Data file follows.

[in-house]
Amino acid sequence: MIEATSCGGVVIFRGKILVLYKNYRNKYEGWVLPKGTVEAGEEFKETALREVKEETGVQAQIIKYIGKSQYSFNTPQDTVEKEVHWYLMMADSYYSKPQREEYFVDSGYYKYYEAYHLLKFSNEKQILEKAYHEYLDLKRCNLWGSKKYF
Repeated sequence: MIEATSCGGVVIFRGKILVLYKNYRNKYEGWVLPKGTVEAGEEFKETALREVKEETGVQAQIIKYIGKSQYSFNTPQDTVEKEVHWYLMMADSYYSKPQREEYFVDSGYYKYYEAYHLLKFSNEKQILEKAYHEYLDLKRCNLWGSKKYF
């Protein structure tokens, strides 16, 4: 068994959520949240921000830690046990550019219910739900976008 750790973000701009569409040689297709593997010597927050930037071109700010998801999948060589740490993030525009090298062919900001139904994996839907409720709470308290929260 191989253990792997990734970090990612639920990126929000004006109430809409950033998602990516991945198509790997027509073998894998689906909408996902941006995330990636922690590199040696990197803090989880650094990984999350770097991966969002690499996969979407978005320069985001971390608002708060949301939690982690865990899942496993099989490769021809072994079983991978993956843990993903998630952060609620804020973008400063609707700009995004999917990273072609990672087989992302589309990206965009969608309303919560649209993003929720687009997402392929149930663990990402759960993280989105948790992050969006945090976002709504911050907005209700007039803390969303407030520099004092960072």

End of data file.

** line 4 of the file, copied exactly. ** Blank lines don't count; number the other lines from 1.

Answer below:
């Protein structure tokens, strides 16, 4: 068994959520949240921000830690046990550019219910739900976008 750790973000701009569409040689297709593997010597927050930037071109700010998801999948060589740490993030525009090298062919900001139904994996839907409720709470308290929260 191989253990792997990734970090990612639920990126929000004006109430809409950033998602990516991945198509790997027509073998894998689906909408996902941006995330990636922690590199040696990197803090989880650094990984999350770097991966969002690499996969979407978005320069985001971390608002708060949301939690982690865990899942496993099989490769021809072994079983991978993956843990993903998630952060609620804020973008400063609707700009995004999917990273072609990672087989992302589309990206965009969608309303919560649209993003929720687009997402392929149930663990990402759960993280989105948790992050969006945090976002709504911050907005209700007039803390969303407030520099004092960072």